OCZ Vertex 4's shell is attached to the metal backplate by four small screws. One of the screws has a warranty seal over it, so in order to take a peek inside the SSD, you will have to inevitably void your warranty. Therefore, to save you some trouble, I cracked mine open to take some photos of its internals for you to see. And by doing so, it is unsurprising to find how simple an SSD is inside compared to a traditional HDD -- it makes you almost wonder they cost would an arm and a leg to the end user (Yes, I understand NAND flash chips are still quite costly, haha). It is really nothing complicated -- just a small OCZ designed green printed circuit board, and that's it. Of course, there is more than what that meets the eye. The heart of OCZ's Vertex 4 is the Indilinx Everest 2 controller. Yep, not a SandForce SF-2281, and they are taking a huge risk in plugging in something like this for their flagship drive. I know, it is weird to find a drive that is not SandForce. As the drive controller is fundamentally very important to any SSD, let's dig more into the details of this chip.

To go back into a little bit of history, OCZ purchased Indilinx for $32 million in March last year. Prior to this, while OCZ has been designing and building their own PCBs, there was nothing that really differentiated their products from the competition -- every drive consists of pretty much off-the-shelf hardware. Companies like G.Skill, Corsair, and Patriot has been doing this as well, and other than optimizations you do on the firmware level, they are all essentially the same thing under the hood.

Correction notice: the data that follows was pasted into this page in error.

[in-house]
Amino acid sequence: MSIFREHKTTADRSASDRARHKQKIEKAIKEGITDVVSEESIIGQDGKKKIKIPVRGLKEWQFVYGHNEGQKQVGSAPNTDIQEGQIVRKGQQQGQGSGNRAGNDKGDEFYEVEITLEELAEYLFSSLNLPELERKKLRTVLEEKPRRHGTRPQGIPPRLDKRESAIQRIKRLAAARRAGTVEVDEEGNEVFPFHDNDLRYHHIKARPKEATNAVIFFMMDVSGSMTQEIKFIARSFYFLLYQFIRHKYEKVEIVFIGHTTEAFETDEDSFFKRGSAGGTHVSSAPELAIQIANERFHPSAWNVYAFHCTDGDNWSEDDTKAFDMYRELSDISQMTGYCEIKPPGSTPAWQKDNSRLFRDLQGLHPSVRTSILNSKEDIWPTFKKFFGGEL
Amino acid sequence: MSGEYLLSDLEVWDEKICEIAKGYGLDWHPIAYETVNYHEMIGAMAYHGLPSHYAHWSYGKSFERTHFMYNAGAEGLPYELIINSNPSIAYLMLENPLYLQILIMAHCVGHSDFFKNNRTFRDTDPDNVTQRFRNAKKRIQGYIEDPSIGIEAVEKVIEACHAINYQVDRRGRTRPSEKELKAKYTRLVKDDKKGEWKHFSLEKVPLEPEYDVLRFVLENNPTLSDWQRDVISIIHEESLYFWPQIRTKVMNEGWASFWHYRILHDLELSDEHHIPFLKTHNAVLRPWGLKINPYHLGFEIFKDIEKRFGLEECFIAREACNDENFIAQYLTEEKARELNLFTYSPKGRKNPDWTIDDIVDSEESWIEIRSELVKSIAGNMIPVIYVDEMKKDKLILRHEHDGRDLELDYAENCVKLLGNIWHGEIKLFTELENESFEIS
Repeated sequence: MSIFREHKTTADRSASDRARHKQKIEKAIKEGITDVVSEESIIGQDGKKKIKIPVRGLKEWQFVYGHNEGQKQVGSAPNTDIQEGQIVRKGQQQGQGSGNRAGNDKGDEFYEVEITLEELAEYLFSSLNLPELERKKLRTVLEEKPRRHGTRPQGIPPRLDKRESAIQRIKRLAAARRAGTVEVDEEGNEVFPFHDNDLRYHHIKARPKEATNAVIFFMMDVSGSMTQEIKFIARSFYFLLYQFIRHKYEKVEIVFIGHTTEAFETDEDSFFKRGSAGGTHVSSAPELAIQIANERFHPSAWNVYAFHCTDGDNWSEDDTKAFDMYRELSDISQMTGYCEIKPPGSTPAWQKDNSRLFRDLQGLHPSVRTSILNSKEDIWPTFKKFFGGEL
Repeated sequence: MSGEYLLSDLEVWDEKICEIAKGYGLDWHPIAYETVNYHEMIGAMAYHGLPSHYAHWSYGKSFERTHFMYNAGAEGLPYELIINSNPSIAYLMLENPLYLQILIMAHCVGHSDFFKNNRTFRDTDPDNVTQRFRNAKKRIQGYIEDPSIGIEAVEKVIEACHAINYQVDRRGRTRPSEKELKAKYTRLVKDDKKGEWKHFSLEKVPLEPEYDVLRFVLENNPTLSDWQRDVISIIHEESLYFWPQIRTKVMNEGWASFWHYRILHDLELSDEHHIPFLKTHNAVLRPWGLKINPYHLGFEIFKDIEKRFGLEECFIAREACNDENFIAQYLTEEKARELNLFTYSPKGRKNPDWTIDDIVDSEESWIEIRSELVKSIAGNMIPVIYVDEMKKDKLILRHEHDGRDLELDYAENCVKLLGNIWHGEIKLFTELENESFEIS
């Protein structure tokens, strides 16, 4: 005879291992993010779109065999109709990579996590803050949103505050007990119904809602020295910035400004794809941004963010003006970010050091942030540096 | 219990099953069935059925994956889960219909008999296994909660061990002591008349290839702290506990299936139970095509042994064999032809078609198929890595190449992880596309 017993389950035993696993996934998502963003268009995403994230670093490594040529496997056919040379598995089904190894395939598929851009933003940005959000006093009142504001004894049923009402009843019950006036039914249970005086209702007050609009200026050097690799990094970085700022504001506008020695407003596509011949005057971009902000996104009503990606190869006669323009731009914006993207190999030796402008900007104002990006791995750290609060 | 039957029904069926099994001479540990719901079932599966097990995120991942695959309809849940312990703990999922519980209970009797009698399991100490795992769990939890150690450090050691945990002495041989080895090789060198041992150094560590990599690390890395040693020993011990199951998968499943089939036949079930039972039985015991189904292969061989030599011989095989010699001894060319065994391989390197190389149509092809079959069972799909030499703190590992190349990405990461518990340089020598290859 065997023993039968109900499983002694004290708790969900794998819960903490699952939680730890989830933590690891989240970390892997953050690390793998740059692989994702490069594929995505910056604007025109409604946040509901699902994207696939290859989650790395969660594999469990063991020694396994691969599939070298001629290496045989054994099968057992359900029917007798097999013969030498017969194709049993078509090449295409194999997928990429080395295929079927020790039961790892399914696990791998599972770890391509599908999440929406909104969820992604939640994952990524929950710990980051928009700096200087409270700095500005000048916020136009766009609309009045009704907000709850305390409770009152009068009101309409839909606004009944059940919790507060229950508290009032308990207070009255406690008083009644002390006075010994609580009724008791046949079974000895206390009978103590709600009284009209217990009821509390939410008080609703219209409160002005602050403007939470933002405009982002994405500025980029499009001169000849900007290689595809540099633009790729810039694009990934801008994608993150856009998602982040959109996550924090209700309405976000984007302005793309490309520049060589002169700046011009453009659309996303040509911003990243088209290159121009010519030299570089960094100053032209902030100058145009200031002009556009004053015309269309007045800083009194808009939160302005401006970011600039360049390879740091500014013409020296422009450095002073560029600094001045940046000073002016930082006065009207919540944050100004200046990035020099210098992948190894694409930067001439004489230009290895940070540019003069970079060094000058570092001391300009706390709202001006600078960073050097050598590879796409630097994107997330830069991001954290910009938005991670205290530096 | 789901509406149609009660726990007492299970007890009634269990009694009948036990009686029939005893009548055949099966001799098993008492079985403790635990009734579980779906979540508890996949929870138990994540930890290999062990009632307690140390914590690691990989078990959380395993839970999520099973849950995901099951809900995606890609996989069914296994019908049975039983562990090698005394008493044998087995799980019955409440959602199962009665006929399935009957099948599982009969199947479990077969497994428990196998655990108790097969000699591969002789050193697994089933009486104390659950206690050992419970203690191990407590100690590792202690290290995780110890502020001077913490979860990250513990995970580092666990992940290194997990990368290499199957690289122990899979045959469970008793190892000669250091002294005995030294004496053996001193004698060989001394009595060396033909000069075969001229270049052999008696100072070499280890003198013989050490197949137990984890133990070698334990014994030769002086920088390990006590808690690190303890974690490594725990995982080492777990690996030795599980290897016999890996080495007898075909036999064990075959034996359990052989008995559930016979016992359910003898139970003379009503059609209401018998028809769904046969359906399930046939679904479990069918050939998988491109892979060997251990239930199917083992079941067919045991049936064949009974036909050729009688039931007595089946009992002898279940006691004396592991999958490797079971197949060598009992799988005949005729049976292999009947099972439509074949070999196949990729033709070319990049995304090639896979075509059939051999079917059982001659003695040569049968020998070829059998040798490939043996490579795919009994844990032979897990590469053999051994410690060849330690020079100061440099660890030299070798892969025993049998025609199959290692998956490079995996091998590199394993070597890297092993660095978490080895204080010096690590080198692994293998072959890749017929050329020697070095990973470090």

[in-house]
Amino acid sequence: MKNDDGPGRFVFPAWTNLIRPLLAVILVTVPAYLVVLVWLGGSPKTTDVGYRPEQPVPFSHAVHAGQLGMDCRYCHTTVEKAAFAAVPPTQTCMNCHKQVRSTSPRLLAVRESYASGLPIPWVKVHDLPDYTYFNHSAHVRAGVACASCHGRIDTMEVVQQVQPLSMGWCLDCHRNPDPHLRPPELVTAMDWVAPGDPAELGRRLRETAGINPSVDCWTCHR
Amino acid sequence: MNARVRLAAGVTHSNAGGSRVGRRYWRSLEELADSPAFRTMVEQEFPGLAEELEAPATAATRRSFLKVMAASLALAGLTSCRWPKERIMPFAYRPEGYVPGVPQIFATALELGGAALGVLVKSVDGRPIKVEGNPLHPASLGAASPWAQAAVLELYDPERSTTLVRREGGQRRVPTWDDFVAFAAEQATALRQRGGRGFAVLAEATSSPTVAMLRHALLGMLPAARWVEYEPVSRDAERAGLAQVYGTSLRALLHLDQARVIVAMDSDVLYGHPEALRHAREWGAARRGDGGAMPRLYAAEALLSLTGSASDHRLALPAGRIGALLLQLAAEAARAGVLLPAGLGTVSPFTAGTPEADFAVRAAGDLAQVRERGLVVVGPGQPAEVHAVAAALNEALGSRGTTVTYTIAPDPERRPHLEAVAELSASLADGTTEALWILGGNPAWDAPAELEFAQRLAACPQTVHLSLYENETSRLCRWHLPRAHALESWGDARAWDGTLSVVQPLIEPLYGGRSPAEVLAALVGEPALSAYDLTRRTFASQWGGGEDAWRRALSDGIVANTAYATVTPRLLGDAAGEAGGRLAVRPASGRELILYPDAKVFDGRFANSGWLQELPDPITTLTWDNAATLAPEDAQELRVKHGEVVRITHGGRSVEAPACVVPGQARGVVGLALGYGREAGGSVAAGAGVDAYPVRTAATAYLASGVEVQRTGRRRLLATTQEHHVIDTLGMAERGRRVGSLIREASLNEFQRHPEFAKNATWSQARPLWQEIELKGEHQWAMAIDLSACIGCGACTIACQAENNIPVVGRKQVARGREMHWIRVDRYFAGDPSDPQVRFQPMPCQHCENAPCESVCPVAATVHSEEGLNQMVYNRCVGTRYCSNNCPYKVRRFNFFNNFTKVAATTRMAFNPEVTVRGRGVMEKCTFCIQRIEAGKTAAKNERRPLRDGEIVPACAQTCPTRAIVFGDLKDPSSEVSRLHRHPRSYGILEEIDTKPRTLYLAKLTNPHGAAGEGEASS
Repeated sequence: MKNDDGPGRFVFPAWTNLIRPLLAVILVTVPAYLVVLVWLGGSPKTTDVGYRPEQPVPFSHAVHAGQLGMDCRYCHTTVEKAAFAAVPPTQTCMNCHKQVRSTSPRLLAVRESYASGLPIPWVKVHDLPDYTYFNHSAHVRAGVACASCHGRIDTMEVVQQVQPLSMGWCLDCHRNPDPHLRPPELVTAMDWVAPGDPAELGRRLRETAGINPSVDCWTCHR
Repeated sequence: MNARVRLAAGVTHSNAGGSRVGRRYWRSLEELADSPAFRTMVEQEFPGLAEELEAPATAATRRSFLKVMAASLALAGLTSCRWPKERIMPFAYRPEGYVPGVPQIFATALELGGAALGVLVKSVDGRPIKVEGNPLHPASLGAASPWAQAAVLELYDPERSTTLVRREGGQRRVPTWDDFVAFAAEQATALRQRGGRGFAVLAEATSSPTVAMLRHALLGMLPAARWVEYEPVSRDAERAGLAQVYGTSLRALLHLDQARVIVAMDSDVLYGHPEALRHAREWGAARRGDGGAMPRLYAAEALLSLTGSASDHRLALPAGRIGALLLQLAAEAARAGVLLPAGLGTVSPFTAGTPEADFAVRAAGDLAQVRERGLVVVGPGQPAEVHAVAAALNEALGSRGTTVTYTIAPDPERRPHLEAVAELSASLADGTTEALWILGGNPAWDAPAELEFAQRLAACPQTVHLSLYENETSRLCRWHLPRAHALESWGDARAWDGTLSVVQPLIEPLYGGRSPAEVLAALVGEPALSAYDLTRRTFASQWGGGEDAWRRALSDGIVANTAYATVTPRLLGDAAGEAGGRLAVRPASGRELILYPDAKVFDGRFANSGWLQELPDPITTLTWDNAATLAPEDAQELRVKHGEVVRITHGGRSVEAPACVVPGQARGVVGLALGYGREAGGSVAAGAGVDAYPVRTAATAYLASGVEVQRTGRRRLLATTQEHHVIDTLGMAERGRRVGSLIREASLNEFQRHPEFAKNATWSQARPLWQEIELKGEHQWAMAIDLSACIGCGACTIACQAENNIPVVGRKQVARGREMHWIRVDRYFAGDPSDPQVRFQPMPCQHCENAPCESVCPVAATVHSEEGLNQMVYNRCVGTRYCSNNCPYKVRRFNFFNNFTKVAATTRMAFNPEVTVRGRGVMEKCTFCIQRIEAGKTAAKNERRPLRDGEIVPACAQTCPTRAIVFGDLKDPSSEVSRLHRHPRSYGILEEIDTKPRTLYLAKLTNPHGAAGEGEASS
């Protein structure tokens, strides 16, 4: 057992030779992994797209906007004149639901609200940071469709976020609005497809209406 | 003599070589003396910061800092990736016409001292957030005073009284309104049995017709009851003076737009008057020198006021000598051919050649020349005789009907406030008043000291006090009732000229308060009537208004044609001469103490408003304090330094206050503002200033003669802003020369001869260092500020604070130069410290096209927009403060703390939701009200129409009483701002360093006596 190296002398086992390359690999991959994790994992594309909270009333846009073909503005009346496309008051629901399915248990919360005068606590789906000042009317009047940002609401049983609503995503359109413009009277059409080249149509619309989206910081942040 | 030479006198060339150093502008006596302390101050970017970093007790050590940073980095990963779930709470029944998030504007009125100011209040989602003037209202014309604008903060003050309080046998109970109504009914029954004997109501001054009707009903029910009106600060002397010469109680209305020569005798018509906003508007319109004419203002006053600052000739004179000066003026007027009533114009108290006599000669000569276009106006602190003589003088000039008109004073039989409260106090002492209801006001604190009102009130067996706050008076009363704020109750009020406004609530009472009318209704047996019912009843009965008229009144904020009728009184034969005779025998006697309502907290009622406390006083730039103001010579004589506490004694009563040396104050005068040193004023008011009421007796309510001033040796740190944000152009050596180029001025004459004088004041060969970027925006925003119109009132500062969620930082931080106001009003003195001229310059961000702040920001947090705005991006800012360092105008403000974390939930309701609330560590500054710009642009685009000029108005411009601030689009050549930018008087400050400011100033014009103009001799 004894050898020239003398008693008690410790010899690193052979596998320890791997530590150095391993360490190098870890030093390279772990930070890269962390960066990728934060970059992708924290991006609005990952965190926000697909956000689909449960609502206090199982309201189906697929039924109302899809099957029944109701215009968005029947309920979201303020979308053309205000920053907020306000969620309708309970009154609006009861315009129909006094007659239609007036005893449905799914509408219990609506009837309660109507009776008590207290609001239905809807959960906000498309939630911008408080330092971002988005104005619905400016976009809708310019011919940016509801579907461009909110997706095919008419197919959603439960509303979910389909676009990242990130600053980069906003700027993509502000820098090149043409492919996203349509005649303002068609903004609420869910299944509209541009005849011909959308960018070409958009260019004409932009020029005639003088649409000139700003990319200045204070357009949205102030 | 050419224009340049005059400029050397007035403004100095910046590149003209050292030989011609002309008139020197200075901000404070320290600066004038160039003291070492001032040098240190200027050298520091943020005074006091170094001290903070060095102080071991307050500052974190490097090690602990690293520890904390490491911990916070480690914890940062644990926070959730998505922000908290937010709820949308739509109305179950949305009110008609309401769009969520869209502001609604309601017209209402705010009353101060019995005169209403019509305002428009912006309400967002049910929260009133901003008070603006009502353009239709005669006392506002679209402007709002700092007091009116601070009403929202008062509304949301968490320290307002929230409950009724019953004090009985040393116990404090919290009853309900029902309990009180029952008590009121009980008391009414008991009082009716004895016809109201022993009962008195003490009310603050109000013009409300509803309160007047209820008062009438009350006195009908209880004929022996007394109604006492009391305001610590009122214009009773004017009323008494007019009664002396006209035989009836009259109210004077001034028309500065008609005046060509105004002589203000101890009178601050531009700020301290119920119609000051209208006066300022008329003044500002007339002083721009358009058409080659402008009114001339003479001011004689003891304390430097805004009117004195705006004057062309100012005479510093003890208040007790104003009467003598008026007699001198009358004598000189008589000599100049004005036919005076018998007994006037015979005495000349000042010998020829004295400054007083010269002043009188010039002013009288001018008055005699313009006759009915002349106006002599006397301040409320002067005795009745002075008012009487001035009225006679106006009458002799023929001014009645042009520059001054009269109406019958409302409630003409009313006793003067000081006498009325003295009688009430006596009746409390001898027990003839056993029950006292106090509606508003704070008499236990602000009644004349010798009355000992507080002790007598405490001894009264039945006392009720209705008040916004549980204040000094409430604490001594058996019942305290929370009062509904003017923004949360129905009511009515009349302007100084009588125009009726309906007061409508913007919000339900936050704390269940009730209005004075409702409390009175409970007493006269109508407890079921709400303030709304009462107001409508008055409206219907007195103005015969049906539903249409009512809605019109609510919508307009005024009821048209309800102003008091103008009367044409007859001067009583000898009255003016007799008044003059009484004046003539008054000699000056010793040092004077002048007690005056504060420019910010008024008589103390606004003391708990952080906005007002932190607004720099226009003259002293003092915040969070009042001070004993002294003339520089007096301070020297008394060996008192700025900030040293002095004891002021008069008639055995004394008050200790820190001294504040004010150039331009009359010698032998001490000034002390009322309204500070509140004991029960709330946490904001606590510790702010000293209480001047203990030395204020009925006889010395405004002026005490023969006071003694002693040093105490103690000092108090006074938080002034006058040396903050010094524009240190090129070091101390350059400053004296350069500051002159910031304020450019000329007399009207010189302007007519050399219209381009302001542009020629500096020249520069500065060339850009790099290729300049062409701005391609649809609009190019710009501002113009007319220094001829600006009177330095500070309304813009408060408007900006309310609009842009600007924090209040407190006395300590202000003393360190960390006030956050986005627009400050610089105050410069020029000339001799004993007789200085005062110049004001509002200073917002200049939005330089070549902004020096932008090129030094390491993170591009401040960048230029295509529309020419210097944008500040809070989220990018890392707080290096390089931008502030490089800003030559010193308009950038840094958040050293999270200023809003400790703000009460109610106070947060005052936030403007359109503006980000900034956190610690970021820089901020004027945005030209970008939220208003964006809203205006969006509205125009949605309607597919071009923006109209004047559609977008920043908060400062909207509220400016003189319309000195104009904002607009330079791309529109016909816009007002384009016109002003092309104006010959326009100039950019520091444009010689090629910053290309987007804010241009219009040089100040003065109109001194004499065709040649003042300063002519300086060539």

With the release of the Indilinx Everest controller seen in the OCZ Octane 512GB, and subsequently, the Everest 2 found in our drive today, OCZ is now selling products developed completely in house -- so to say -- that sets it apart from the competition. The Everest 2 controller is not a 100% in house product developed by OCZ, but it is one step closer. This ambitious acquisition plugs OCZ into the ranks of being a genuine SSD manufacturer, and not just a run of the mill company slapping together parts available to every kid on the block. As Indilinx Everest 2 based drives are part of the company's performance line of solid state disks, and are intended to replace prior flagship SandForce units such as the OCZ Vertex 3 Max IOPS we have reviewed in June last year, the OCZ Vertex 4 really has a lot of weight on its shoulders. Rated at 560MB/s read, 510MB/s write, and 120,000 IOPS over SATA 6Gb/s, these figures are downright impressive. To see how it translates to numbers in our benchmarks, we will pit them against the big boys of this game to see how this new flagship steps up against SandForce based drives in the next seven pages or so.